World Water Week 2019

August 25 – 30

Water for society: Including all

Water is at the heart of everything we do at IWMI and we are delighted to be attending the event which brings together some of the world’s leading water specialists. If you are attending World Water Week, do join us at the various sessions or speak to one of our experts at our stand (A02). We hope to see you there!

IWMI's New Strategy

Innovative Water Solutions for Sustainable Development

Innovative water solutions for sustainable development

On August 25 2019, Claudia Sadoff, Director General of IWMI, along with Mark Smith, Deputy Director General, announced IWMI’s new Strategy for 2019-2023 focusing on Food, Climate and Growth.

Download the new strategy
Download the summary

Voicing Water Visions

A campaign for more inclusive water governance.

Taking you on a journey through major river basins across Africa and Asia, where social and environmental injustices are hindering our ability to move forward together. Along the way, we’ll hear from the people who are most affected — in their own photographs and words.


Hi-tech support helps Sri Lanka's farmers navigate the climate crisis | IWMI
Every year, extreme weather events dominate the news in Sri Lanka. Projected climatic changes are expected to impact the country’s poorest and most vulnerable communities, exacerbating poverty and inequality. Smallholder farmers are among...
Treated Wastewater Aquaculture: boosting revenue streams and production in Ghana | IWMI
Many cities in Ghana lack functional wastewater treatment plants. This affects water quality and can have a devastating impact on both human and ecosystem health. This video explores the underlying...
What water means to us #Water2Me | IWMI
We asked colleagues at IWMI what value water has for them this World Water Day 2021. Find out more at
This Pale Blue Dot | IWMI
The knowledge that will underpin solutions to these global challenges is at the heart of IWMI’s mission – to provide water solutions for sustainable, climate-resilient development. World Water Day...
International Women’s Day 2021 | IWMI
Across IWMI we’re celebrating the women who are leaders both in their families and their communities; we’re asking colleagues what they’ve achieved over the past 12 months, despite it being...
International Day for Women and Girls in Science 2021 | IWMI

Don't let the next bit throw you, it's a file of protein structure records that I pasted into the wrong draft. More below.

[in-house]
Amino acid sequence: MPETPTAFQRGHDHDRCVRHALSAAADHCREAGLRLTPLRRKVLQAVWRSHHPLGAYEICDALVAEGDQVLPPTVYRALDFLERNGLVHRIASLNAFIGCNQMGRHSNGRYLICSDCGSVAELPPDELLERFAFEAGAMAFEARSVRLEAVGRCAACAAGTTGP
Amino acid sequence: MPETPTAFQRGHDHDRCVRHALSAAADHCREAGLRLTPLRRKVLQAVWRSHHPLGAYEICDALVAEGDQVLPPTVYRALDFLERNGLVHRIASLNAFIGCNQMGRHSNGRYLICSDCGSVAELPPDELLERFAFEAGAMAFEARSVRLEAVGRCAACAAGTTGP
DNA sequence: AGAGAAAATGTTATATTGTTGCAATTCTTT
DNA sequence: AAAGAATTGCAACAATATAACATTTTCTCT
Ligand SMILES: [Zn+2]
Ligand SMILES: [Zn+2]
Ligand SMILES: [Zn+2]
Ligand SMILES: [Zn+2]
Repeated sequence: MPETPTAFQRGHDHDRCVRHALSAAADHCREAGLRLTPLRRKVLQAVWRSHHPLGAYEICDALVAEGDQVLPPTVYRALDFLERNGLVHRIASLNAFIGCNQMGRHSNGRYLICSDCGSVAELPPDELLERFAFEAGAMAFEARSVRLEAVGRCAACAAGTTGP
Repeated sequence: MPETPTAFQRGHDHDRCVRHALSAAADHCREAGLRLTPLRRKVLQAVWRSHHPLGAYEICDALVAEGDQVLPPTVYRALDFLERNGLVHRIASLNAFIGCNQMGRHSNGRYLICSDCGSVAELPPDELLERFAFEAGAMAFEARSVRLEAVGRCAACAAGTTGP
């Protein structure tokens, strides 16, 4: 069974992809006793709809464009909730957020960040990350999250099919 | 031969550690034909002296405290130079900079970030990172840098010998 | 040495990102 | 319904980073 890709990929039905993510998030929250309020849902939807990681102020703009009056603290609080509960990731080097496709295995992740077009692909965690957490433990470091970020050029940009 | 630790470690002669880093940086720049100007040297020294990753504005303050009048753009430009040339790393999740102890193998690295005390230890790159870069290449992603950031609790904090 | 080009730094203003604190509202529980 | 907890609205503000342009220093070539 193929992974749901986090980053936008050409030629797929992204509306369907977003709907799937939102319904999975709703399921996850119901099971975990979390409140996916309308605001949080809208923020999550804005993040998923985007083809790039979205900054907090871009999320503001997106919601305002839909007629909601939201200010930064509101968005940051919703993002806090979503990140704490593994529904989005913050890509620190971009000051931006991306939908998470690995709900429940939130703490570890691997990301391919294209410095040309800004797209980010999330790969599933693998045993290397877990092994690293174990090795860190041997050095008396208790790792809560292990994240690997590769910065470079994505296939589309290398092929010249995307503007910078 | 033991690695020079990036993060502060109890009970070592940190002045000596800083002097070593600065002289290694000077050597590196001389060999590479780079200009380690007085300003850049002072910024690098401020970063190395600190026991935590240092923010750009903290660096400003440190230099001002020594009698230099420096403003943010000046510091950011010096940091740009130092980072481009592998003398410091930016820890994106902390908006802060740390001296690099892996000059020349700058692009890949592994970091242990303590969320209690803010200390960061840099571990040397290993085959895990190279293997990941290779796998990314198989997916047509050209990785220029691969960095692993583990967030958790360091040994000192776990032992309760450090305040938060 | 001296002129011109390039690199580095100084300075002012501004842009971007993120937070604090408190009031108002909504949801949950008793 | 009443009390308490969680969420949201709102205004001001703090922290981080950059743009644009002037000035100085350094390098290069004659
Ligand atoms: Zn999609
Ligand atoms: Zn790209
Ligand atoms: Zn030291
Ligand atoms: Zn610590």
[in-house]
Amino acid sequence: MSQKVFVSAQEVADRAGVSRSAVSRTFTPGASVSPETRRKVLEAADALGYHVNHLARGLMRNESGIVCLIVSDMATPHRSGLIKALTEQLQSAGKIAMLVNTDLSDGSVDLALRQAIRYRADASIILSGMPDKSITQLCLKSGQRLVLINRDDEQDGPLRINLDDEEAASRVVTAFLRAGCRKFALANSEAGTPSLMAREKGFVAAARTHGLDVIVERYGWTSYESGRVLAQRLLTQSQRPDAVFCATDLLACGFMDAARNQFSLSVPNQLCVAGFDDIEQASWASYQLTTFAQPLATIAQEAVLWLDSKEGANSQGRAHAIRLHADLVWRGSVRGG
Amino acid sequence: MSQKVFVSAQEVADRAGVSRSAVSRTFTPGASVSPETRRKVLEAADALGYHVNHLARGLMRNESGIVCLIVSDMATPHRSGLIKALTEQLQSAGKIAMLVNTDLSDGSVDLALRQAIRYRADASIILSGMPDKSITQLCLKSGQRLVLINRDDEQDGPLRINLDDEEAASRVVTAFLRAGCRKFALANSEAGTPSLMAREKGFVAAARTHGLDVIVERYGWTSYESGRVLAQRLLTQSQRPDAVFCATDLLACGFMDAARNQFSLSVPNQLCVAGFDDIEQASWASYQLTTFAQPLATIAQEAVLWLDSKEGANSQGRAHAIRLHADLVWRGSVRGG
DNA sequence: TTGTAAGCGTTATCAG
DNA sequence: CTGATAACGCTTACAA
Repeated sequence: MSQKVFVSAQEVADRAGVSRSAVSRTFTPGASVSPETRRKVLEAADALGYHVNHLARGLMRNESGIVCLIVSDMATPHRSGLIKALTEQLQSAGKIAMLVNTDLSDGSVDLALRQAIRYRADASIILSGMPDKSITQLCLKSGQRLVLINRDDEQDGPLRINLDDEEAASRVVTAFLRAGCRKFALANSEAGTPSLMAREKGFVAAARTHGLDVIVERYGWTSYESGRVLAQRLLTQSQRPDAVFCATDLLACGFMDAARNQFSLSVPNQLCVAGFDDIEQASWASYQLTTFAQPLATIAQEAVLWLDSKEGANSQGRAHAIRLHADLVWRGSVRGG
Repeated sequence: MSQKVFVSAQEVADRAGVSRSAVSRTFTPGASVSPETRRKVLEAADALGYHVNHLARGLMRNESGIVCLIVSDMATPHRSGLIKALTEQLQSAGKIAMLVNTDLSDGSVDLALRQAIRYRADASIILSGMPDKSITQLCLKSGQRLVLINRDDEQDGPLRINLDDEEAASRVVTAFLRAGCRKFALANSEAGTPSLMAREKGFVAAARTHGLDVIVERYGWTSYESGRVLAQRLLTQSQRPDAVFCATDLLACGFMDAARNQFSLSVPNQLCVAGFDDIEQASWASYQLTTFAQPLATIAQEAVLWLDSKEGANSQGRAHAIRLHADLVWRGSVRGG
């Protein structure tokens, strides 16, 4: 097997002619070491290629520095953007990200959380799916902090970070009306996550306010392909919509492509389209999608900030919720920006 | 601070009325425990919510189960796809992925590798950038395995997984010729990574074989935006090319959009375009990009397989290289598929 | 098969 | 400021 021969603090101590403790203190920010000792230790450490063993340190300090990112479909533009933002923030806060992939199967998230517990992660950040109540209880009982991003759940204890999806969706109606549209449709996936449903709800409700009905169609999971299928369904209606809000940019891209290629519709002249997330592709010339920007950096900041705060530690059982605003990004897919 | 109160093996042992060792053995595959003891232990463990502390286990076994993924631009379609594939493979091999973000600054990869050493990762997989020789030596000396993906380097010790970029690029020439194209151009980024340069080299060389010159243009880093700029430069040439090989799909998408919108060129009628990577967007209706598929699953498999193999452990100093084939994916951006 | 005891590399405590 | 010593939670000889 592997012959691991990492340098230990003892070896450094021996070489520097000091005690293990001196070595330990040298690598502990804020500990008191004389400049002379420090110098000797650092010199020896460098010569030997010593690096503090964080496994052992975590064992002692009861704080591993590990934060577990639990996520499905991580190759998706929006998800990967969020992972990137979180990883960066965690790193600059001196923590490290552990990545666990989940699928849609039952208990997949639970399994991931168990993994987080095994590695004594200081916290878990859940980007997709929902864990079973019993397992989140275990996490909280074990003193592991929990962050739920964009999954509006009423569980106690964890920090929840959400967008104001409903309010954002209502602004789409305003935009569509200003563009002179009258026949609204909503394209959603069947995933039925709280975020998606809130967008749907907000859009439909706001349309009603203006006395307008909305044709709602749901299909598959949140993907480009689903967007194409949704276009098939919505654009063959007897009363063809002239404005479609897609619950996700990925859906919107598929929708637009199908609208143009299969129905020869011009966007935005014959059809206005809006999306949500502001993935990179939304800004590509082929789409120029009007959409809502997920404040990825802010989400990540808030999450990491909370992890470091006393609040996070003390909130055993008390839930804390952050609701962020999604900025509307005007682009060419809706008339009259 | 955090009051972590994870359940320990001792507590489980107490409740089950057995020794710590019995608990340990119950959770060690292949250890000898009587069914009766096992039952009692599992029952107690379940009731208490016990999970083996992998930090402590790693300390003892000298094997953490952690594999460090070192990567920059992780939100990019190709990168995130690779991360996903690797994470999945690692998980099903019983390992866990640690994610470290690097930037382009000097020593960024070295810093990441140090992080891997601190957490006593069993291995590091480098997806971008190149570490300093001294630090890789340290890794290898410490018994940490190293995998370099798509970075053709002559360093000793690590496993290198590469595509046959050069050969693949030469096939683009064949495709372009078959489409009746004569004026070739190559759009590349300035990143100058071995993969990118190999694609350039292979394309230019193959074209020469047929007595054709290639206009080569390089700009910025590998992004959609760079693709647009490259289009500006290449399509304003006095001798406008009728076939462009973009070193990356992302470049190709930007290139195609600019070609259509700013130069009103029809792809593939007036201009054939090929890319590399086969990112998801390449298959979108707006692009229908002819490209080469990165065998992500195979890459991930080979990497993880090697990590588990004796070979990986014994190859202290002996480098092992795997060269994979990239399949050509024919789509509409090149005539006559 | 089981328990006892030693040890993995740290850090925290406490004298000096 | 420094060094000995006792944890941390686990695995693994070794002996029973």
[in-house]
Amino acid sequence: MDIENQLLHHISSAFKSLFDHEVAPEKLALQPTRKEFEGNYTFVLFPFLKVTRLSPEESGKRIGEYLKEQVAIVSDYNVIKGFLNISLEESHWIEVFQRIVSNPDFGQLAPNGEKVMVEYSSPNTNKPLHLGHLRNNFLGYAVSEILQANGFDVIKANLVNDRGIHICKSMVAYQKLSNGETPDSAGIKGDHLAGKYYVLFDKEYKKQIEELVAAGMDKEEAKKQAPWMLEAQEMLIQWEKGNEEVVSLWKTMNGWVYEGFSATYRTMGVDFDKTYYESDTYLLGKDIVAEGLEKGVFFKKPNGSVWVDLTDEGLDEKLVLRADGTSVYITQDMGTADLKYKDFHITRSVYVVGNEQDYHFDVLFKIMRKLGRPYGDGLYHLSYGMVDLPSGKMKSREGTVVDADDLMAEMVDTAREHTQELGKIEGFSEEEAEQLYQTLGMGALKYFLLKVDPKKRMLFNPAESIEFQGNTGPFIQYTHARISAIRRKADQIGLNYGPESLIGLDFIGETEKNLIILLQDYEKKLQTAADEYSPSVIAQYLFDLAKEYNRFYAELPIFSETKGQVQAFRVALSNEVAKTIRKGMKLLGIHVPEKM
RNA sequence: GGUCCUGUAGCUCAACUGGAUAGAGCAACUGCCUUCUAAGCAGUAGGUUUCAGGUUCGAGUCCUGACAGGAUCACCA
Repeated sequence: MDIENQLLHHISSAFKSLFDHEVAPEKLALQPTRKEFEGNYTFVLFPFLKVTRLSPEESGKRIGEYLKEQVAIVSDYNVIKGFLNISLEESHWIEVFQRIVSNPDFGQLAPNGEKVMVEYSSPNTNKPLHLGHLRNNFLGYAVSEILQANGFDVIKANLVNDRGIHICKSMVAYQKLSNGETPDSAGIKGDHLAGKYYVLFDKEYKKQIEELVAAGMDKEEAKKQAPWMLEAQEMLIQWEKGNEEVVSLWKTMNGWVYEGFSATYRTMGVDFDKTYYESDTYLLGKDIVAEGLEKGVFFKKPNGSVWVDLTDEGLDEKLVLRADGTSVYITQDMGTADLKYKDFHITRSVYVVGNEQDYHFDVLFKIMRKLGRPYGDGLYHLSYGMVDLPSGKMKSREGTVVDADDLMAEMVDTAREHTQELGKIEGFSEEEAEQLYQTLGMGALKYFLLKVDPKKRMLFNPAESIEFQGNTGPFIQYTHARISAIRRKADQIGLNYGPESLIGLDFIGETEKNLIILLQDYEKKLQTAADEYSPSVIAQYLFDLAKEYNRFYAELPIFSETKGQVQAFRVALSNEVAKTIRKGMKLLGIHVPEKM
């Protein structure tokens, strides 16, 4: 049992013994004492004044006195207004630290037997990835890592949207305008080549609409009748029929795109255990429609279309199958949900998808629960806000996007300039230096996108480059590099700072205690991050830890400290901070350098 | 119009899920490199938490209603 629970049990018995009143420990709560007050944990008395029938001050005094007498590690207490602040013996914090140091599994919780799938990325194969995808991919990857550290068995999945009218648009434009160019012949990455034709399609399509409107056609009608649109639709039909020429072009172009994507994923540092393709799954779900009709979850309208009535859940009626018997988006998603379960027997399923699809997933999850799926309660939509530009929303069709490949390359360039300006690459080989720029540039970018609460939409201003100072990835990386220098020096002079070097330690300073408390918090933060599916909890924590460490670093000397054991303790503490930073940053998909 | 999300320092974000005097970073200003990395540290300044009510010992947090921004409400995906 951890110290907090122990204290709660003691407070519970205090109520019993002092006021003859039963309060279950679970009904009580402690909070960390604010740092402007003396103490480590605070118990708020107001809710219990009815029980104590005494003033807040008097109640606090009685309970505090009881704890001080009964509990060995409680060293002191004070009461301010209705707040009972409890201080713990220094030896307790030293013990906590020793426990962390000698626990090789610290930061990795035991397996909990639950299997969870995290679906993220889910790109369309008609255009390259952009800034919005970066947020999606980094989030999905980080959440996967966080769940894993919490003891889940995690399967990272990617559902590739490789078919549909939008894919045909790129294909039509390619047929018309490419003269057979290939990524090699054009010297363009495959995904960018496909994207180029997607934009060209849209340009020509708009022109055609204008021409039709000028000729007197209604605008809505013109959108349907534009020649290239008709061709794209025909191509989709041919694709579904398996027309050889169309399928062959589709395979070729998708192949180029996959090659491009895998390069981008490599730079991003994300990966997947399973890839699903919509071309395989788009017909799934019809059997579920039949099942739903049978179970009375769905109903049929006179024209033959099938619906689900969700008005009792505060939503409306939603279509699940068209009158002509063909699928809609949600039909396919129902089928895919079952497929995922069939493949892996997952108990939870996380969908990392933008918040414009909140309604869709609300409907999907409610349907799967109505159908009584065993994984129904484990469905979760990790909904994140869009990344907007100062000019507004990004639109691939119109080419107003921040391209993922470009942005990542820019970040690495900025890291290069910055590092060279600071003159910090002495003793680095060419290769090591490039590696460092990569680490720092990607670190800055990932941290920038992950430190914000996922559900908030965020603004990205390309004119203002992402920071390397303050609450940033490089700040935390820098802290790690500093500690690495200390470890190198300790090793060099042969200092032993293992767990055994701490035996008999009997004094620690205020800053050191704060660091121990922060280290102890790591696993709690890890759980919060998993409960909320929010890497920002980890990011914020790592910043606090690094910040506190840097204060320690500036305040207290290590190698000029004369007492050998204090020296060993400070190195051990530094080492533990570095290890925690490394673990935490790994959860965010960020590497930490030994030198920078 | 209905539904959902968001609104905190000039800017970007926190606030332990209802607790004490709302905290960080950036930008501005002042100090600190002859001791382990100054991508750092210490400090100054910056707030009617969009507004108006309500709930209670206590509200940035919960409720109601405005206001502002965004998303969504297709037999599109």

Video made for the International Day for Women and Girls in Science 2021. We asked the WIRES team members to give advice to young women in science, and to tell...

View more videos from IWMI at

  • International Water Management Institute (IWMI).  2018. IWMI Annual report 2017Colombo, Sri Lanka:  International Water   Management Institute (IWMI) 36p. [doi: 10.5337/2018.209]
  • International Water Management Institute (IWMI).  2019.  Towards a circular economyColombo, Sri Lanka:  International Water Management Institute (IWMI). 4p. (IWMI Success Stories 026)   [doi: 10.5337/2019.006]
  • van Koppen, Barbara; Schreiner, B.  2018.  A hybrid approach to decolonize formal water law in AfricaColombo, Sri Lanka:  International Water Management Institute (IWMI).  45p.  (IWMI Research Report 173)   [doi: 10.5337/2018.219]
  • Schreiner, B.; van Koppen, Barbara.  2018.  Establishing hybrid water use rights systems in Sub-Saharan Africa: a practical guide for managersPretoria, South Africa: Pegasys Institute; Pretoria, South Africa: International Water Management Institute (IWMI). 48p.
  • Shrestha, Gitta; Joshi, Deepa; Clement, Floriane.  2019. Masculinities and hydropower in India: a feminist political ecology perspectiveInternational Journal of the Commons, 13(1):130-152.    [doi: 10.18352/ijc.920]
  • Suhardiman, Diana; Nicol, Alan; Mapedza, Everisto.  2017.  Water governance and collective action: multi-scale challenges.  Oxon, UK:  Routledge – Earthscan.  190p.  (Earthscan Water Text) (Non open access)
  • Suhardiman, Diana; Karki, Emma.  2019.  Spatial politics and local alliances shaping Nepal hydropower.  World Development, 122:525-536. [doi: 10.1016/j.worlddev.2019.06.022] (Non open access)

WLE Publications

World Water Week 2019: Program

For many of us, World Water Week is one of the highlights of the year. Not only is it an opportunity to meet new friends and catch up with old ones, but it is also a chance to move forward on solutions to one of the biggest challenges of our time.

Search by topic, theme and session type to maximize your World Water Week! Create your own schedule or recommend sessions to your network by sharing them online. In the programme you can explore additional resources tied to each session, such as PowerPoints, reports and conclusions.

Explore the programme!